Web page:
Sunday, 26 May 2013

Immolation - Kingdom Of Conspiracy Review

Immolation - Kingdom Of Conspiracy [Death Metal]

Since 1991's debut Dawn Of Possession, the death metal veterans have been putting out nothing but consistently respectable material and this ninth album is no different.

There isn't much I can't break down on the album because that is how lean and gimmick-free it is; no keyboards, no acoustics, no mind-blowing vocal shifts; just plain death metal. It does, however, have a very different approach to the genre that most practitioners have forgotten about; song-writing. There are very few blastbeats on the album, despite Steve Shalaty providing some fantastic footwork here. It never sounds predictable, and works wonders even when bound by an overprocessed drum sound (what the intention of such a mix is, I wouldn't know). Steve Shalaty's drumming is engaging and stands out particularly in 'Keep The Silence'. Robert Vigna takes up the title of riff lord, with his signature atonal riffs taking up centrestage yet again. The production for his guitars are exceptionally well-produced, overlaying subtle riffs over in your face riffs accentuated perfectly by the drums, the result is a multi-faceted sound at any point in the album. His style of using guitars rather than synthesizers and keyboards for atmosphere also lends the album a more convincing legitimacy. The result is a cold, mechanical sound that sounds brutal in its pursuit of clarity rather than the dirty underground swirl of a lo-fi mix most bands are using.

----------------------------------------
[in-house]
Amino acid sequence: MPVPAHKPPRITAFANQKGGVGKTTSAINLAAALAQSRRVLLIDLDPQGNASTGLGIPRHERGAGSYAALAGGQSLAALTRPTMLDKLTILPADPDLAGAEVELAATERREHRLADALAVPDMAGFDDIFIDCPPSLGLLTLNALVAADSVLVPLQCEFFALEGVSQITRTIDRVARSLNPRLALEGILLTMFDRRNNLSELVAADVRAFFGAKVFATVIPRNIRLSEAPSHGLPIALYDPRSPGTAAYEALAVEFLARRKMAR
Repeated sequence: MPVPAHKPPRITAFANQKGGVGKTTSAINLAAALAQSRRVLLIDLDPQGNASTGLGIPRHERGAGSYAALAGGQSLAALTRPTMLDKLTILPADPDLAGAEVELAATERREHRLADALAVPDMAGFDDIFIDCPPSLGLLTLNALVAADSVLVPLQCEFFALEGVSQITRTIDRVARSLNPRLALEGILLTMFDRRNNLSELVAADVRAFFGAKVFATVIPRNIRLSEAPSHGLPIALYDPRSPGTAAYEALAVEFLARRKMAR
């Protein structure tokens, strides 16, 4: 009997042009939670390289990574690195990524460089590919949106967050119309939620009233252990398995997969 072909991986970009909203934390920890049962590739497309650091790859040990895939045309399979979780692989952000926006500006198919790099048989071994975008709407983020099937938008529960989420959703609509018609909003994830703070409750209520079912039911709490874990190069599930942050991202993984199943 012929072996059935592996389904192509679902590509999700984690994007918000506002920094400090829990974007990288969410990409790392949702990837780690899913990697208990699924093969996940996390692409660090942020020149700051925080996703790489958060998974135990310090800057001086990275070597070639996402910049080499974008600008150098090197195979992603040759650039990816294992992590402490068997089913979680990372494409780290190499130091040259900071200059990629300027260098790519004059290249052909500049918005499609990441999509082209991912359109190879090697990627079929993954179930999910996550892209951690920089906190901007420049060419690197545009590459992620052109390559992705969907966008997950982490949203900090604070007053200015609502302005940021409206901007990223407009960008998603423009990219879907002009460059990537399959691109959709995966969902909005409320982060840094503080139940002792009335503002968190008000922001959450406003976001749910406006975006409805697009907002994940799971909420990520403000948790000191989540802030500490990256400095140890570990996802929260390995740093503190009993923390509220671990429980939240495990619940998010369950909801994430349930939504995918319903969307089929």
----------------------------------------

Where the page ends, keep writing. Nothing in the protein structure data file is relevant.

Songs-wise, the album doesn't depart much from Majesty And Decay at all, which is by no means a problem at all. In fact, this album is logically the Part 2 of the former, with more muscle and less fat. True, this makes for a dull listen when compared to many other bands pushing the boundaries, but Immolation weaves in enough tempo changes (and they happen on  the dot here, without losing sense of musical direction) into the songs to keep every album a bit refreshing without compromising style. The mechanical nature of the production contrasts with the completely free form song structures here, giving the music some for of inhuman liveliness, in the form of building uneasy tension and dissipating them with aptly placed guitar solos that are frenetic and wild.

As for the negatives, the album's main strength is also its possible weakness; as the album relies mostly and tempo changes and rhythms rather than melodies, this is sure to be a major turn off for casual listeners, even if they are self-confessed death metal fans. Also, because of the album's nature, it demands listening at proper situations, at night, or maybe during cold weather. As with black metal, the album seems dull and meaningless when listened to in broad daylight.

Also, I may confess that I still prefer Majesty And Decay over this. The songs here are too concentrated and dense for casual listening, whilst Majesty And Decay made ample use of space and drone to ease tension between the off-kilter songs. As with Portal's offering earlier this year, Kingdom Of Conspiracy is too intense to the point that the album is an overkill. It has to be listened at sparing intervals.

But maybe that was the point of these death metal veterans.


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